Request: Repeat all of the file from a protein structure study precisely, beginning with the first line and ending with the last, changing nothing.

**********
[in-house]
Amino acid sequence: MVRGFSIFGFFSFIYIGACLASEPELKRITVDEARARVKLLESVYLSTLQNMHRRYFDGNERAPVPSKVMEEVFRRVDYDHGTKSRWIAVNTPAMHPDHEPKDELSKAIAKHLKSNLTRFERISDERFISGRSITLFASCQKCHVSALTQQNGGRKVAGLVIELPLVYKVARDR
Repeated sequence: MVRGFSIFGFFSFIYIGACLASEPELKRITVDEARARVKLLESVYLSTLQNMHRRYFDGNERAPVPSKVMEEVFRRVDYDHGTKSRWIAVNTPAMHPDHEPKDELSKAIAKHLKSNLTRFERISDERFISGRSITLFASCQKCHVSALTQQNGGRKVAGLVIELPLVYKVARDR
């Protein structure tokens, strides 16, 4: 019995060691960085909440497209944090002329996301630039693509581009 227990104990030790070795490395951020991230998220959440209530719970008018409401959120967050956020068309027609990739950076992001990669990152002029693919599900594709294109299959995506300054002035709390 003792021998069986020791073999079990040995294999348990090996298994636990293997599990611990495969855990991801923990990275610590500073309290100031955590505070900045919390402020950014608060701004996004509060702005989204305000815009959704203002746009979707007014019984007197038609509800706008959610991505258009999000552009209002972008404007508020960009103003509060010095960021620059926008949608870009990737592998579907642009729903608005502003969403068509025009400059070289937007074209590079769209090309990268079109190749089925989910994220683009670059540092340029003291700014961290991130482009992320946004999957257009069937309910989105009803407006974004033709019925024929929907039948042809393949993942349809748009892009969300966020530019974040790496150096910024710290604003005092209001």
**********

[in-house]
Amino acid sequence: MVRGFSIFGFFSFIYIGACLASEPELKRITVDEARARVKLLESVYLSTLQNMHRRYFDGNERAPVPSKVMEEVFRRVDYDHGTKSRWIAVNTPAMHPDHEPKDELSKAIAKHLKSNLTRFERISDERFISGRSITLFASCQKCHVSALTQQNGGRKVAGLVIELPLVYKVARDR
Repeated sequence: MVRGFSIFGFFSFIYIGACLASEPELKRITVDEARARVKLLESVYLSTLQNMHRRYFDGNERAPVPSKVMEEVFRRVDYDHGTKSRWIAVNTPAMHPDHEPKDELSKAIAKHLKSNLTRFERISDERFISGRSITLFASCQKCHVSALTQQNGGRKVAGLVIELPLVYKVARDR
């Protein structure tokens, strides 16, 4: 019995060691960085909440497209944090002329996301630039693509581009 227990104990030790070795490395951020991230998220959440209530719970008018409401959120967050956020068309027609990739950076992001990669990152002029693919599900594709294109299959995506300054002035709390 003792021998069986020791073999079990040995294999348990090996298994636990293997599990611990495969855990991801923990990275610590500073309290100031955590505070900045919390402020950014608060701004996004509060702005989204305000815009959704203002746009979707007014019984007197038609509800706008959610991505258009999000552009209002972008404007508020960009103003509060010095960021620059926008949608870009990737592998579907642009729903608005502003969403068509025009400059070289937007074209590079769209090309990268079109190749089925989910994220683009670059540092340029003291700014961290991130482009992320946004999957257009069937309910989105009803407006974004033709019925024929929907039948042809393949993942349809748009892009969300966020530019974040790496150096910024710290604003005092209001």